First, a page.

April 22, 2024

OPINION: Fani Willis’ descent from the accuser to the accused – AJC

Fani Willis’ descent from the accuser to the accused – Patricia Murphy column, AJC

The tables turned so quickly on Fulton District Attorney Fani Willis Thursday that even she seemed not to have adjusted to her new role in the courtroom as Judge Scott McAfee heard arguments about whether she and her team should be disqualified from prosecuting the Donald Trump election conspiracy case.

The tables turned so quickly on Fulton District Attorney Fani Willis Thursday that even she seemed not to have adjusted to her new role in the courtroom as Judge Scott McAfee heard arguments about whether she and her team should be disqualified from prosecuting the Donald Trump election conspiracy case.

“You’re confused. You think I’m on trial,” Willis told Ashleigh Merchant, the lawyer who brought the original complaint accusing the DA of having a romantic relationship with special prosecutor Nathan Wade. “These (defendants) are on trial for trying to steal an election in 2020. I’m not on trial, no matter how hard you try to put me on trial.”

Willis may not technically be on trial, but her credibility is, as is her judgment, after she launched the most high-profile prosecution in Georgia history, against a former president no less, and then became romantically involved with the still-married man she hired to lead the case.

In her decision Thursday to take the stand in her own defense, even before McAfee ruled that she had to, Willis took herself from being the accuser to the unfamiliar role of being the accused.

The about-face was hard to absorb for anyone who has seen Willis in action in Fulton County up to this point. After defeating her own boss for election in 2020, she burst onto the scene in Atlanta as a clear-eyed murder prosecutor. She quickly clashed with the Fulton County Commission, not because she wanted to prosecute fewer violent crimes in the county, but because she said she wanted to prosecute more.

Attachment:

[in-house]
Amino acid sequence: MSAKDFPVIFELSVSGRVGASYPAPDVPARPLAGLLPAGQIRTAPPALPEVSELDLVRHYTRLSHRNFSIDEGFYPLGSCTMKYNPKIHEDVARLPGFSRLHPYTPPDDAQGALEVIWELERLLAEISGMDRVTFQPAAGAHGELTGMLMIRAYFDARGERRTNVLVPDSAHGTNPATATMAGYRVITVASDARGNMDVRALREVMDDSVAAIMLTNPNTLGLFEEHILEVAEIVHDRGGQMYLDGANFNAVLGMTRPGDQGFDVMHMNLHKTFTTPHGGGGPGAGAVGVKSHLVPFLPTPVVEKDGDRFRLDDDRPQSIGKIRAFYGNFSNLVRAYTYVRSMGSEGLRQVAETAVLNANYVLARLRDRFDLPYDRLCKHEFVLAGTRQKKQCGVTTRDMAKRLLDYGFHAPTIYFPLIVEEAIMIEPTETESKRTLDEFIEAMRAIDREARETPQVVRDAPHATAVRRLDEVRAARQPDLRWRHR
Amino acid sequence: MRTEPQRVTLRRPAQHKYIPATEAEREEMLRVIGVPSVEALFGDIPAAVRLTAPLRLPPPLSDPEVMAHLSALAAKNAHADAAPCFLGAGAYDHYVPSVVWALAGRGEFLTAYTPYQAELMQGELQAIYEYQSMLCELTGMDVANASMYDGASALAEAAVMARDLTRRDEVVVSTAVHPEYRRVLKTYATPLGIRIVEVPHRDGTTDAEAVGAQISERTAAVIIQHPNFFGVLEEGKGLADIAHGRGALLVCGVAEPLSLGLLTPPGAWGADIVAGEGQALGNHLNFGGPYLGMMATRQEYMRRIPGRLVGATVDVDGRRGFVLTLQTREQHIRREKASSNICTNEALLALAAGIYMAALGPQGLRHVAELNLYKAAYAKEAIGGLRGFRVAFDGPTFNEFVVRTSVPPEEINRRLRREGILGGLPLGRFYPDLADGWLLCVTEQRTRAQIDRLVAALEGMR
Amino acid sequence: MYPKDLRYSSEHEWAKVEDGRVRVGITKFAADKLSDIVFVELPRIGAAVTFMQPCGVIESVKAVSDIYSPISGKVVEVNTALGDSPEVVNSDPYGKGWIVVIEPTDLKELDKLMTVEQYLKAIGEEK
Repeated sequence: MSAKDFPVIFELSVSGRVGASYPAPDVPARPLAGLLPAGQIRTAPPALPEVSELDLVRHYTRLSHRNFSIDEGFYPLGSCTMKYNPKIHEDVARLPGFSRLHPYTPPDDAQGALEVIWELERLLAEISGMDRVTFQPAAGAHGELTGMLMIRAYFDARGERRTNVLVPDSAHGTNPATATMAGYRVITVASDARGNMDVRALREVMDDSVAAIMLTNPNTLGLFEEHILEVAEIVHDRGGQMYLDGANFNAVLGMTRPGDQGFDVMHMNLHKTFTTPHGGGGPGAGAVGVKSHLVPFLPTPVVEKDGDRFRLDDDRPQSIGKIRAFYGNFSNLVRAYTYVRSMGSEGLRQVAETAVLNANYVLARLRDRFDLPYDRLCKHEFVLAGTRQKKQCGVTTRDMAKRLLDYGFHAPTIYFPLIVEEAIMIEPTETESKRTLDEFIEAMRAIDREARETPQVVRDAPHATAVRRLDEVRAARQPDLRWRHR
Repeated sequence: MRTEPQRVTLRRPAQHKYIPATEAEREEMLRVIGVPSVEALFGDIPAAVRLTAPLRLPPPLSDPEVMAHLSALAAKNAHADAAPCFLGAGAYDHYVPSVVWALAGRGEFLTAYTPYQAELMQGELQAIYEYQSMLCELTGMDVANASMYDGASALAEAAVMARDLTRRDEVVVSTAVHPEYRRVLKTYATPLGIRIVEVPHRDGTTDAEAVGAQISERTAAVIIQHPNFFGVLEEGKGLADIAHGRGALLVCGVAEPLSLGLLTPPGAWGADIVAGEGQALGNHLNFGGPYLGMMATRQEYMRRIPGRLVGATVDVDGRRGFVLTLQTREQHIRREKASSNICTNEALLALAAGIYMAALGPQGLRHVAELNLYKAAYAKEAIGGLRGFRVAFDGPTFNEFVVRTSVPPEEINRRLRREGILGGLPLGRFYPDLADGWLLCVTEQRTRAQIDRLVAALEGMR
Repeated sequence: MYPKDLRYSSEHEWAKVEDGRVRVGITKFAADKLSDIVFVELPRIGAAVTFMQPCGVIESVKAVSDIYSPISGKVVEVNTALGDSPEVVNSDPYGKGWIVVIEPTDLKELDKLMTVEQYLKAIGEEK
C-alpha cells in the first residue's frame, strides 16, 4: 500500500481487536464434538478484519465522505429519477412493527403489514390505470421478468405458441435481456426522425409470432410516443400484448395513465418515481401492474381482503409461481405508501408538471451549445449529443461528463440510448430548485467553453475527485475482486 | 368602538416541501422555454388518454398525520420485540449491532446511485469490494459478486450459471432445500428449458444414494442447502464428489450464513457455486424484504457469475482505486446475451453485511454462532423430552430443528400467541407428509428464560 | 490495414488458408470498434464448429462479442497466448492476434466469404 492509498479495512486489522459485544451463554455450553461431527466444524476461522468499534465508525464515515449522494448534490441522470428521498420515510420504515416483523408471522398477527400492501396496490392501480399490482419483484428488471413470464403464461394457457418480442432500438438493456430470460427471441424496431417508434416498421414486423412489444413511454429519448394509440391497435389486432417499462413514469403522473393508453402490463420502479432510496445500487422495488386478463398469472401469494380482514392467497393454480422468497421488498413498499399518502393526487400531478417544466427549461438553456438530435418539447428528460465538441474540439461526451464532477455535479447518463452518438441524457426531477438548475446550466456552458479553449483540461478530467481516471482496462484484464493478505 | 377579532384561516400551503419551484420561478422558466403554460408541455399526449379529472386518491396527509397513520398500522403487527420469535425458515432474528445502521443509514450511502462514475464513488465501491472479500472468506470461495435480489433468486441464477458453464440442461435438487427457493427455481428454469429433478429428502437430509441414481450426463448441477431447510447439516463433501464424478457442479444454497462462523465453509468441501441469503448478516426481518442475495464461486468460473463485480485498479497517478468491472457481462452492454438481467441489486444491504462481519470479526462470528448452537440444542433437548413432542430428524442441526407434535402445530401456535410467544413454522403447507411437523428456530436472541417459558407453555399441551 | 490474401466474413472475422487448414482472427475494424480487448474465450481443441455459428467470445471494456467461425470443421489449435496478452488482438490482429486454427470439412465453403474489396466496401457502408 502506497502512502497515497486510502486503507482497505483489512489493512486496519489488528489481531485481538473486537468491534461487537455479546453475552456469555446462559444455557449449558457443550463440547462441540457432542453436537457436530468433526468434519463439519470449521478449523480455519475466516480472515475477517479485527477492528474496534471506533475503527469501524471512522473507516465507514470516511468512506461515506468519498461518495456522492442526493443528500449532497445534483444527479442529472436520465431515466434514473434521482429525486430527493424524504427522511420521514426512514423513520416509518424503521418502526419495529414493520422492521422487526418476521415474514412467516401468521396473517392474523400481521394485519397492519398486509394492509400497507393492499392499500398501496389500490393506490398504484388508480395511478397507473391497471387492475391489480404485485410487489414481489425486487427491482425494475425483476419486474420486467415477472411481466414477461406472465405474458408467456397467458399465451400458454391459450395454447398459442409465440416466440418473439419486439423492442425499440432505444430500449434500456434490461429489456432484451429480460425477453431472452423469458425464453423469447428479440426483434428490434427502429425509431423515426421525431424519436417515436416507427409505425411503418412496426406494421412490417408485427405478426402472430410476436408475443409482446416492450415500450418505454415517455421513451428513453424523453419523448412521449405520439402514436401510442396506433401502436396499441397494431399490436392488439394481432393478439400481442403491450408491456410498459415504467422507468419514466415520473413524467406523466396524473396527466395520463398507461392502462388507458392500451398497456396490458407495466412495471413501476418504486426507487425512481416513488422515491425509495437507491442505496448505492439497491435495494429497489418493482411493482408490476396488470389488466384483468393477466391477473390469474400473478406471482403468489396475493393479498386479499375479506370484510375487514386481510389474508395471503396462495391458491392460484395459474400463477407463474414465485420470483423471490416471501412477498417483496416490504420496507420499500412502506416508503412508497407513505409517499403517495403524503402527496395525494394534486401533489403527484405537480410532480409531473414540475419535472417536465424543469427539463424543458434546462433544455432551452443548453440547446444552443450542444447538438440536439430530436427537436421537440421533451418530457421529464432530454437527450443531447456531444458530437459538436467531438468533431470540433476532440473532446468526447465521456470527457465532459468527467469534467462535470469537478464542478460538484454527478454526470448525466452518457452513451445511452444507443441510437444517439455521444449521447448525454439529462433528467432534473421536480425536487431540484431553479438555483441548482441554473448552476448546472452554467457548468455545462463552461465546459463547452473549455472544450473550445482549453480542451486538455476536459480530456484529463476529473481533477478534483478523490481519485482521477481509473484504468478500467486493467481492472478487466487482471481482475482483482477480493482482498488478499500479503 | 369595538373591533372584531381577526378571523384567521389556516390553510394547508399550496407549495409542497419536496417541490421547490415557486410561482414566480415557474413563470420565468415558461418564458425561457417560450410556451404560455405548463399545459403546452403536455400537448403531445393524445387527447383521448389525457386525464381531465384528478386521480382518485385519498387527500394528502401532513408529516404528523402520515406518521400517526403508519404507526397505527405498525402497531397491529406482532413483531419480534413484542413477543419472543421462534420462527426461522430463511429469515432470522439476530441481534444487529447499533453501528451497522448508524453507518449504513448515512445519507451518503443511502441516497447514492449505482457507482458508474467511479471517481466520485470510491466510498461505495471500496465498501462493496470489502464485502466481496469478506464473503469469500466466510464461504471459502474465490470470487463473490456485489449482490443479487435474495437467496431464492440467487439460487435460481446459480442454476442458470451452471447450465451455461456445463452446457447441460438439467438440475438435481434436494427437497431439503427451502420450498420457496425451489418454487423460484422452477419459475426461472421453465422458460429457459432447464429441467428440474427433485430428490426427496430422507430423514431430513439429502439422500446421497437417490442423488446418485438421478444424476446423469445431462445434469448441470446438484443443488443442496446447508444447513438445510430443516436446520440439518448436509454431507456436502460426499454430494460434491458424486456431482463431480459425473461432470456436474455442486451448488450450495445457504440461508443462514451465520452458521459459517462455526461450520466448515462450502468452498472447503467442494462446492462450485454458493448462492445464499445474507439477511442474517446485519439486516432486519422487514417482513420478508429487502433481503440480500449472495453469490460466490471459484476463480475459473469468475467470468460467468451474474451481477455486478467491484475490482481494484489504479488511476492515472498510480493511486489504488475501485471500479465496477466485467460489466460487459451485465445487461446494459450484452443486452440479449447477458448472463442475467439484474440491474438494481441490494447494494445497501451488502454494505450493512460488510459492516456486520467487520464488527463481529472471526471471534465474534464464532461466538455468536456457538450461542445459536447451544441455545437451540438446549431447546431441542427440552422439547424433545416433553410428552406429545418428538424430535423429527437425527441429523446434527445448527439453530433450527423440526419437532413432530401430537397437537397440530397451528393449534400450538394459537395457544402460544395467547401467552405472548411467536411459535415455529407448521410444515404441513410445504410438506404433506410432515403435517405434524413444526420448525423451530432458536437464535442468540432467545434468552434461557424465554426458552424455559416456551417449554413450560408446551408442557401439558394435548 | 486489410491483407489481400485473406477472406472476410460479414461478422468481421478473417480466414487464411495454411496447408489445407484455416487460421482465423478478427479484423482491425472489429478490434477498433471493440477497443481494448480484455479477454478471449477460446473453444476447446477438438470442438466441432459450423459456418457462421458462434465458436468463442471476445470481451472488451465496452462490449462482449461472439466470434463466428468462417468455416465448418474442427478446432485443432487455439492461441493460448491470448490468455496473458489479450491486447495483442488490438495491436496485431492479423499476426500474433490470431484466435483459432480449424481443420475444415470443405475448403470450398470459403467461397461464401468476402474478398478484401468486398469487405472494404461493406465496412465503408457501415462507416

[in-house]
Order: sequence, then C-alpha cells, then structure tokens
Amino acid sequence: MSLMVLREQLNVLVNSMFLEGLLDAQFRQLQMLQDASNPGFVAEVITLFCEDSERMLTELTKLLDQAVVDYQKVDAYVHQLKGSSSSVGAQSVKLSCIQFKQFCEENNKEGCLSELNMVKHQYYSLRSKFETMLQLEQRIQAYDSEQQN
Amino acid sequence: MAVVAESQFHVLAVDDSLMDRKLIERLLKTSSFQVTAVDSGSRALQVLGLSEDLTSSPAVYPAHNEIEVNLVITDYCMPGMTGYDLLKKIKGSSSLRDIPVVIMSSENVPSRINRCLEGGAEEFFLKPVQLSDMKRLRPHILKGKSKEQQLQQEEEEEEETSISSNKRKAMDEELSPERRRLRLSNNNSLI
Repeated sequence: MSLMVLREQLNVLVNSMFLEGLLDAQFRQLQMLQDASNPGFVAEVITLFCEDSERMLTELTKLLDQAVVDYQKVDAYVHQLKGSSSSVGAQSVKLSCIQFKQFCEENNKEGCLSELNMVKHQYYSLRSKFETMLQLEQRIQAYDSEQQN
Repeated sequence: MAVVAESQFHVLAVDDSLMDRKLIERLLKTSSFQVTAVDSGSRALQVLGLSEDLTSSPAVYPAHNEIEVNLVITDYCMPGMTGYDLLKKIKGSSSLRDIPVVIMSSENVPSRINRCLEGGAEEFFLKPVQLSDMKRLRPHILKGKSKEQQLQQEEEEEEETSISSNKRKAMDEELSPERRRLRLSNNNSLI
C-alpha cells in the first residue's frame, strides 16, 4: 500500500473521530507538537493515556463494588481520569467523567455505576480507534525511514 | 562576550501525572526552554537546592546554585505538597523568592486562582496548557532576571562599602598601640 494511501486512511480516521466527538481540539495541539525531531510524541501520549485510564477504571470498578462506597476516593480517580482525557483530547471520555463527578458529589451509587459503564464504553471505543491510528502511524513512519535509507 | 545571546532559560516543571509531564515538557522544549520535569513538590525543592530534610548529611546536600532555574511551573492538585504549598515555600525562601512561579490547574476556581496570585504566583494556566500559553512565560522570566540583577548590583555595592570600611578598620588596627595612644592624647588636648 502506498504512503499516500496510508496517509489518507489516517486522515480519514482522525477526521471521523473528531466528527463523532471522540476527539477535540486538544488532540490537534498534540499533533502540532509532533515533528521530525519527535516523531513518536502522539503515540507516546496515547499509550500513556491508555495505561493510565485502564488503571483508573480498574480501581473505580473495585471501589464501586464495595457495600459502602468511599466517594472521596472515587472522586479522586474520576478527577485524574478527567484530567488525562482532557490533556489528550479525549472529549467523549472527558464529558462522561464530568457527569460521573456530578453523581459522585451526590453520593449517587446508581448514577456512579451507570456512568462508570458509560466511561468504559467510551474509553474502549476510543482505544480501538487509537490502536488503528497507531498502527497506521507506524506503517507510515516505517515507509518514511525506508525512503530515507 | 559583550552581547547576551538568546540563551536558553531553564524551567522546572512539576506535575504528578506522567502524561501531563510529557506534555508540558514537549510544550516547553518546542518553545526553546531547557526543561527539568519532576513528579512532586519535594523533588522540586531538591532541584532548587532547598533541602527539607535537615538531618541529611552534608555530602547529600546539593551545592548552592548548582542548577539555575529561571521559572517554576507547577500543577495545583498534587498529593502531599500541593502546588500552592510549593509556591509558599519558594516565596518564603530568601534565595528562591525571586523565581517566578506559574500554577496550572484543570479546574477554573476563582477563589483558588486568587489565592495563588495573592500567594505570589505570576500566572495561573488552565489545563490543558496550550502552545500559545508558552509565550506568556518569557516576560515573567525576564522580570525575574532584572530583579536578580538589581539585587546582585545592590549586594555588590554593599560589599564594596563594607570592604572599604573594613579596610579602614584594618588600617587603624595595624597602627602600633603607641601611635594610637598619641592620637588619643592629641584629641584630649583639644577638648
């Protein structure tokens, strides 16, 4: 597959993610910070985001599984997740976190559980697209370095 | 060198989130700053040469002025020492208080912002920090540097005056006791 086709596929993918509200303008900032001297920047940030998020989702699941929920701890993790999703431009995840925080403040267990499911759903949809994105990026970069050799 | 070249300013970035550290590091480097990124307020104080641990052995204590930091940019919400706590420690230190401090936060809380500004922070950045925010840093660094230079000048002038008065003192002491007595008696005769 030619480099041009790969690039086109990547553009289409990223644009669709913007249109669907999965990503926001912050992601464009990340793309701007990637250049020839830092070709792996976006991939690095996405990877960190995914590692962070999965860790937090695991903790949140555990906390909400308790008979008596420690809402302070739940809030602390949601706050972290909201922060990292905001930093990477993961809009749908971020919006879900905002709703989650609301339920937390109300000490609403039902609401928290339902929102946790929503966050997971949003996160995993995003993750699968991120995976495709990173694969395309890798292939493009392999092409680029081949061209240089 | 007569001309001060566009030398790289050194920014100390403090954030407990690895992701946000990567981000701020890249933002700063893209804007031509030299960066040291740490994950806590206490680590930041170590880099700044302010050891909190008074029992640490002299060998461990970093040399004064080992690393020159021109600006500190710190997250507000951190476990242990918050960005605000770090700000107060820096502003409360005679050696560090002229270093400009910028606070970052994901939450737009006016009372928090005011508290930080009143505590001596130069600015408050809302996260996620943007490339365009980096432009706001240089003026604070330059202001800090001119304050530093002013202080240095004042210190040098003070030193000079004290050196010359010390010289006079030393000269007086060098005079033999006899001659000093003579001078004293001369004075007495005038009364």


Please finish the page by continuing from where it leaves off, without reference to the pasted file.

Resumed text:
Republican lawmakers in the state Capitol liked what they heard and quickly found common ground with Willis and her zeal to put gang bangers and kid killers behind bars.

“I want people to know we’re killing ourselves and that failure is not an option,” Willis told me in an interview in her office less than a year into the job. “I want people to know that I continue to continue to work hard, make my people miss weekends and work long hours, that this is my entire life and I’m committed to them.”

That was in September of 2021. By then, Willis had opened what she called a narrow investigation into former President Donald Trump for possible election interference. But she had not yet hired Wade to be a special prosecutor on the case, nor, by her telling Thursday, had they started their romantic relationship.

Why Willis and Wade would start that relationship, even as they pursued the famously ruthless former president and dug deeper into the case that was watched by millions may be one of life’s great mysteries.

The details that emerged on Thursday only made Willis’ private conduct more confounding. There was a trip to Belize with Wade. Wine pairings in Napa Valley. A cruise to the Caribbean. Lunches and dinners out. Who has that kind of time, let alone if you’re prosecuting a former president in the trial of the century?

As Merchant and the other defense attorneys pushed Willis for more information, she occasionally became angry and indignant. She batted away questions with the short temper of the prosecutor she usually is, not the defendant she became.

“Don’t be cute with me,” Willis snapped at Merchant at one point.

Later, she became so incensed with Merchant that McAfee declared Willis a hostile witness. “I’m not a hostile witness,” she shot back. “Ms. Merchant’s interests are contrary to democracy, your honor, not to mine.”

It wasn’t all fireworks in the courtroom Thursday. Nathan Wade, who has essentially been accused of being an unqualified stooge, was professional, calm and collected. He answered only what was asked and undercut much of what Merchant insinuated about him with precision and detail.